Measles Statistics Weekly Update #7
Monday 22 August 2011
Weekly Update #7
The Auckland Regional Public Health Service can confirm:
• 111 confirmed cases of measles in the Auckland region as of this morning
• Six contacts are in quarantine
• Eight cases have required hospitalisation during this outbreak
• Most cases have occurred in West Auckland with some spread to Central Auckland, North Shore, and Manukau
• There have been five cases of rubella notified in the region
Dr Richard Hoskins, Medical Officer of Health says “Although the number of new cases has been lower for the last two weeks this does not necessarily indicate the outbreak is nearly over. Though we are cautiously optimistic that the worst of the outbreak may be over, it’s not yet time to stop being suspicious about new cases or to relax with ensuring on-time immunisation. Measles is highly infectious and one case in a group where immunity is low can rapidly lead to many more cases over the next two weeks. It usually takes four weeks with no new cases before we are confident an outbreak has finished.
“We’ve already had seven incidents where measles was bought back from overseas travel this year, so it’s always important to ensure on-time immunisation for your family and loved ones. If we could reach the national target of 95%, for on time immunisation of children at 15 months and four years, then this sort of outbreak would have very little chance of reoccurring or going on for as long.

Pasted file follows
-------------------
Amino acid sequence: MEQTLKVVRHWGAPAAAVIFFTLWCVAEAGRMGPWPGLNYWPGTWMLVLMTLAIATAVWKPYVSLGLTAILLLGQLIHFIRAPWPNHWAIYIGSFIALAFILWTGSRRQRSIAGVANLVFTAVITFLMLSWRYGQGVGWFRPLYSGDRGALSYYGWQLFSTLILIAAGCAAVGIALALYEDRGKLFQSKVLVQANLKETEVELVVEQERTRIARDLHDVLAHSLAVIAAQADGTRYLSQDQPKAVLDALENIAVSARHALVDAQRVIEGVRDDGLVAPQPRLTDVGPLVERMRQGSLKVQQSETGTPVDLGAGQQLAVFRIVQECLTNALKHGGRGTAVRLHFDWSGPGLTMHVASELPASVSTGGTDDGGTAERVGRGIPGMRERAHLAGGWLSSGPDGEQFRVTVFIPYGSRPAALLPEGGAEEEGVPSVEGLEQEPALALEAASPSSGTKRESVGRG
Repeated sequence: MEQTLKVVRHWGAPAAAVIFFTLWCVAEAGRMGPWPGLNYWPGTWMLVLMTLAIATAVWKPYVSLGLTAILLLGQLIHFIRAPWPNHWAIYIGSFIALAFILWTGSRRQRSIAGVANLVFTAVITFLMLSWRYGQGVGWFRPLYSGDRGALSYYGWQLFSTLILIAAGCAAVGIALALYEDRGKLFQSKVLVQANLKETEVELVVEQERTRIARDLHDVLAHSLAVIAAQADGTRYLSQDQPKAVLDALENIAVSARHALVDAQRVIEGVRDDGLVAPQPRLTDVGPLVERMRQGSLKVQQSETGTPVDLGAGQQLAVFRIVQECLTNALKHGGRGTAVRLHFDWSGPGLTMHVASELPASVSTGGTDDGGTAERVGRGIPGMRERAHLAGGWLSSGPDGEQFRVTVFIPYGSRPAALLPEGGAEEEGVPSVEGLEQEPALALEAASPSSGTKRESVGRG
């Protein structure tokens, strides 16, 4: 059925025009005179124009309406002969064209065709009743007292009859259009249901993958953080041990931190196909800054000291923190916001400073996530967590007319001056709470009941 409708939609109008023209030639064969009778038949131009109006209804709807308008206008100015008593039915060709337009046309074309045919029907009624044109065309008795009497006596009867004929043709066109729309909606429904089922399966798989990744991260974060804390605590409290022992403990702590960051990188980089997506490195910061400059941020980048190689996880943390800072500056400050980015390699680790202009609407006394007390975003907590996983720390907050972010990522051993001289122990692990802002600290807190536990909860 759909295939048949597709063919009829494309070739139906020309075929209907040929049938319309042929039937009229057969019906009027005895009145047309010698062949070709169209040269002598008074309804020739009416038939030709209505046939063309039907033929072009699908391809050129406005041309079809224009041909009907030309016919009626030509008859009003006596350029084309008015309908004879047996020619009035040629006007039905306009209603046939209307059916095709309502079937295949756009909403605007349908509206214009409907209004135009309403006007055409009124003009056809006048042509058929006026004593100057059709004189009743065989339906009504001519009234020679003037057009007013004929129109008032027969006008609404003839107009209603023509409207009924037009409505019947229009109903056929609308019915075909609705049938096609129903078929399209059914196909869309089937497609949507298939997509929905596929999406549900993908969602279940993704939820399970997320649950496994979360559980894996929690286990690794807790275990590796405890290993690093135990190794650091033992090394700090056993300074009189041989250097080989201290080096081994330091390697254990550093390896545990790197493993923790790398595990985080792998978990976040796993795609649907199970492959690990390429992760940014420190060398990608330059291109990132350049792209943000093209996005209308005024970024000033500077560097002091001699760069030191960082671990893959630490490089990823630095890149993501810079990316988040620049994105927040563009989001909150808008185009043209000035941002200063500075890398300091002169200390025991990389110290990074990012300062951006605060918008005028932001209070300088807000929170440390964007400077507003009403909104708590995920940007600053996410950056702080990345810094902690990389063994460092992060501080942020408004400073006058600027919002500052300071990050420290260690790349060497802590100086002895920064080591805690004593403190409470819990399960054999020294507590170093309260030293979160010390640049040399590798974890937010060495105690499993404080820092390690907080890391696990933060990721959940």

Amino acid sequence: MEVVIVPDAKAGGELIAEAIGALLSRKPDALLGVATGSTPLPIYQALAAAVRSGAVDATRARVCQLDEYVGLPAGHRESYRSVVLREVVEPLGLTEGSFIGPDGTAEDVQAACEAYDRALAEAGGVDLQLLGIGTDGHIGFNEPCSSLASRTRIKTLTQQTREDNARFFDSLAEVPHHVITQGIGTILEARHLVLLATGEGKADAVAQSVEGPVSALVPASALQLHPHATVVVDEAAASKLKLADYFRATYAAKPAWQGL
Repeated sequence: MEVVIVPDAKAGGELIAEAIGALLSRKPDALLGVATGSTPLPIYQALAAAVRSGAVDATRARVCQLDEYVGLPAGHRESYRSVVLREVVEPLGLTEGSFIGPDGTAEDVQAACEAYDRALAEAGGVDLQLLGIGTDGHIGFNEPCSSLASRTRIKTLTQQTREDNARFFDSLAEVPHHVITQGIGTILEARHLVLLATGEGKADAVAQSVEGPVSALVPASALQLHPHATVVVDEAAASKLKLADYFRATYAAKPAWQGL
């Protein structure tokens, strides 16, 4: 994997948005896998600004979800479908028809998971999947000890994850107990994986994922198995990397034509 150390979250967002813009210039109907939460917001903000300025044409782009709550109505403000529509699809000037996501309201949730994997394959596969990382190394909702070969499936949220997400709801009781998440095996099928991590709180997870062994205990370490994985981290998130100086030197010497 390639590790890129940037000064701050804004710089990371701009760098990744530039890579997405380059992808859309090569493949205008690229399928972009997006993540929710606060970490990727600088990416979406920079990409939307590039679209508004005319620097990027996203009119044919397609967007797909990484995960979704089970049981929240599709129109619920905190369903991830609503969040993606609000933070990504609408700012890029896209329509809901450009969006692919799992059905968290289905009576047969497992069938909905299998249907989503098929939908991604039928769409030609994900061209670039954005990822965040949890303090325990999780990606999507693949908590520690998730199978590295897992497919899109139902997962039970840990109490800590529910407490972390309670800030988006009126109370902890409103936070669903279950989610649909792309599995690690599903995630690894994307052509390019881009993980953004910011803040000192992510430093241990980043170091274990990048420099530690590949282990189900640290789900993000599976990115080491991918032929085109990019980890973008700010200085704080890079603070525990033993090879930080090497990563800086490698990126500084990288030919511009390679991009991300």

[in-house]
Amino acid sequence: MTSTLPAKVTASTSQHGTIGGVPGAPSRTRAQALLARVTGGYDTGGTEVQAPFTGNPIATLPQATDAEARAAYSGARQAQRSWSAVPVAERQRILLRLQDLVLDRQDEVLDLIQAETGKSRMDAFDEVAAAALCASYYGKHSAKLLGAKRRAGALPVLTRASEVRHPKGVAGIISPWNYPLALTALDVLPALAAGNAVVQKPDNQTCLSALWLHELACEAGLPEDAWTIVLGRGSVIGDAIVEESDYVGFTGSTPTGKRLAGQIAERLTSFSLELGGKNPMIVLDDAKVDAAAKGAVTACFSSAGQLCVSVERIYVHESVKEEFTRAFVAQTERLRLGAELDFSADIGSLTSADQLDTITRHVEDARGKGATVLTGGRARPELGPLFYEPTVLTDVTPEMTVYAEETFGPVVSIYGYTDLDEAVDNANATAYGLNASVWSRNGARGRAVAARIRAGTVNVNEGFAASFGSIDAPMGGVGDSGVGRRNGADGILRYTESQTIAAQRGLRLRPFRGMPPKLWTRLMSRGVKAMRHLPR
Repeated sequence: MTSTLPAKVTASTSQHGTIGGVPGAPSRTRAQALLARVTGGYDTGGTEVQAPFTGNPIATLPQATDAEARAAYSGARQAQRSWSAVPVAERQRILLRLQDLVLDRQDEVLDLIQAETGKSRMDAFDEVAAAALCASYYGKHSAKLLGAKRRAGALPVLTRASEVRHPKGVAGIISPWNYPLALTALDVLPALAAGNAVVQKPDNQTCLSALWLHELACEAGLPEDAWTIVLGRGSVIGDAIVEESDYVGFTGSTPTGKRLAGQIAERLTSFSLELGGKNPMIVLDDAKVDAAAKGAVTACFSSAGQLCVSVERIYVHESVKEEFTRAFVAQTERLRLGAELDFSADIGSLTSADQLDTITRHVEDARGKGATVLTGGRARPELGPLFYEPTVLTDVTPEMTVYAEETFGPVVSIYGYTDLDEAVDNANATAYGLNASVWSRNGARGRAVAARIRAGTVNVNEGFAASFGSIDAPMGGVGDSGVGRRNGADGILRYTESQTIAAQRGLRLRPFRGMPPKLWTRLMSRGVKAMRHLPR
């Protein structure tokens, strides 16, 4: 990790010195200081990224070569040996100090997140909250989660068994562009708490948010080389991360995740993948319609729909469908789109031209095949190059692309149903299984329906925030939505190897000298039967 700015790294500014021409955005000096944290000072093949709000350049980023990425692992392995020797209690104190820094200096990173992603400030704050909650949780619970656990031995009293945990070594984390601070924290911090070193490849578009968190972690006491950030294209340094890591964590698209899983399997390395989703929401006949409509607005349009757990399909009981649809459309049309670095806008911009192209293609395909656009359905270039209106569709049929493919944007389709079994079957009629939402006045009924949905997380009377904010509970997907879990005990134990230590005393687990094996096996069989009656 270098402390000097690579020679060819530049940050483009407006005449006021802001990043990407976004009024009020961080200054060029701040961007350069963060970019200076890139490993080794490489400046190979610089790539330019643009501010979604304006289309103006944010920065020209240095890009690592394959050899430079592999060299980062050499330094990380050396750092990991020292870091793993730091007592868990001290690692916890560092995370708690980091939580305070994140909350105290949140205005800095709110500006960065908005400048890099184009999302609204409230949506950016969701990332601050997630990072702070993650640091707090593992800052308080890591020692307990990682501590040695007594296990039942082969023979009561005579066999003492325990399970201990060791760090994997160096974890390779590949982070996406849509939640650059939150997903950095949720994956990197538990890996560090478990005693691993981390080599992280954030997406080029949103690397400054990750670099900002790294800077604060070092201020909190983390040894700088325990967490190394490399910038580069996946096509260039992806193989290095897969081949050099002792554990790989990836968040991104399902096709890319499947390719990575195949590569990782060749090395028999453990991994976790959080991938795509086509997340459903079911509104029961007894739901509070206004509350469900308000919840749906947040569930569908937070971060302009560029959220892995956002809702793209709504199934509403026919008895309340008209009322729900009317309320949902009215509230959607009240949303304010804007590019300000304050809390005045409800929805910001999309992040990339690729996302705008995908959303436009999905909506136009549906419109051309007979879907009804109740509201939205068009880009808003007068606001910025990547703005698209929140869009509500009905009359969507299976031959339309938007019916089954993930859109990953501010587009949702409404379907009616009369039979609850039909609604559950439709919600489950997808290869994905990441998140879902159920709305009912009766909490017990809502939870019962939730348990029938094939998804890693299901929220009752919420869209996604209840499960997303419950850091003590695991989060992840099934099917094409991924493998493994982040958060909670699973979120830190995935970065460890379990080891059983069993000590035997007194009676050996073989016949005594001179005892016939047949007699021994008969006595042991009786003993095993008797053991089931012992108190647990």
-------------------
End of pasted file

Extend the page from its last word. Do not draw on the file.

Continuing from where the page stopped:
“By getting immunised you will not only be protecting yourself or your child – you’ll be stopping measles from spreading in your communities.
“Measles is highly infectious so please phone your GP first before going to the surgery; symptoms include fever, cough, blocked nose, sore red eyes. If you think you or anyone in your family might have measles, contact your GP or Healthline on 0800 611 116, for advice.” says Dr Hoskins
Medical Officer of Health, Dr Richard Hoskins says, “We have been notified of five confirmed cases of rubella in the Auckland region. Rubella symptoms can include a mild illness with a rash, fever and swollen glands in children and a rash, swollen glands and joint pain in teenagers and adults.
“Rubella is a significant disease which can cause severe effects to the unborn child, the risk is highest in the first eight weeks of a woman’s pregnancy; these effects can include deafness, blindness, brain damage and heart defects. We recommend all pregnant women or those who intend to become pregnant check their immune status, the measles, mumps & rubella (MMR) vaccine is the only protection against rubella.”
information about rubella visit
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